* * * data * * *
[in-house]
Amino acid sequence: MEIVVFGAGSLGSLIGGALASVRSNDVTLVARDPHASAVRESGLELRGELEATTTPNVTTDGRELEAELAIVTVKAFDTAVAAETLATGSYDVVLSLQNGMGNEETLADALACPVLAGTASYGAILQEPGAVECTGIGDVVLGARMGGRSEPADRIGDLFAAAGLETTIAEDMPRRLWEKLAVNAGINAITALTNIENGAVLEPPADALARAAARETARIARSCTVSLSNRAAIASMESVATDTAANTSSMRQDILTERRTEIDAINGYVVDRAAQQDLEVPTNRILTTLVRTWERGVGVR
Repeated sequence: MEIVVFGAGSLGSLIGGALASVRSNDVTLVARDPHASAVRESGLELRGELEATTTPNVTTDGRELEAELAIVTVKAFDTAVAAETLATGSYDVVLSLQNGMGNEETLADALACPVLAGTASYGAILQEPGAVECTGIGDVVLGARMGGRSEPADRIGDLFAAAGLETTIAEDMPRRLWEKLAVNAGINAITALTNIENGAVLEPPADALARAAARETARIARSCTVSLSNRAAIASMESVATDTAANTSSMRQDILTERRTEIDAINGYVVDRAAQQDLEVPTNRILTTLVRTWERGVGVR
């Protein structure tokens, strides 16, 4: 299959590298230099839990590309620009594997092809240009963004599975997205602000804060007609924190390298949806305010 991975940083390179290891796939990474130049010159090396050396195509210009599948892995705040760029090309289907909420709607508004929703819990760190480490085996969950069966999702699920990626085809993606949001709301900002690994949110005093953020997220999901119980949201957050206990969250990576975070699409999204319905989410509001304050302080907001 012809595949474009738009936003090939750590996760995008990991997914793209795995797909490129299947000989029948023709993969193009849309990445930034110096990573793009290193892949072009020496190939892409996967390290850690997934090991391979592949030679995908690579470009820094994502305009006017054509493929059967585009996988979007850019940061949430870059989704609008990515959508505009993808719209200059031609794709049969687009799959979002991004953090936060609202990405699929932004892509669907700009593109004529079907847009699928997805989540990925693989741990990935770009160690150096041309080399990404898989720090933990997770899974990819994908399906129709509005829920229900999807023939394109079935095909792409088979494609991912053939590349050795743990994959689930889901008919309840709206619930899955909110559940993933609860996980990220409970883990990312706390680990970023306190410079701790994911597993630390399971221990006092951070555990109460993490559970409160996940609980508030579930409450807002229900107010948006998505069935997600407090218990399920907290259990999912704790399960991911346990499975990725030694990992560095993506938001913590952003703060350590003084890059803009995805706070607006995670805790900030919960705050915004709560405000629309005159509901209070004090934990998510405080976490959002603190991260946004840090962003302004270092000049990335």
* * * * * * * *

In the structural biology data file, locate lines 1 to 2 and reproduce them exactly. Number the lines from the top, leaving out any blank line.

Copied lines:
[in-house]
Amino acid sequence: MEIVVFGAGSLGSLIGGALASVRSNDVTLVARDPHASAVRESGLELRGELEATTTPNVTTDGRELEAELAIVTVKAFDTAVAAETLATGSYDVVLSLQNGMGNEETLADALACPVLAGTASYGAILQEPGAVECTGIGDVVLGARMGGRSEPADRIGDLFAAAGLETTIAEDMPRRLWEKLAVNAGINAITALTNIENGAVLEPPADALARAAARETARIARSCTVSLSNRAAIASMESVATDTAANTSSMRQDILTERRTEIDAINGYVVDRAAQQDLEVPTNRILTTLVRTWERGVGVR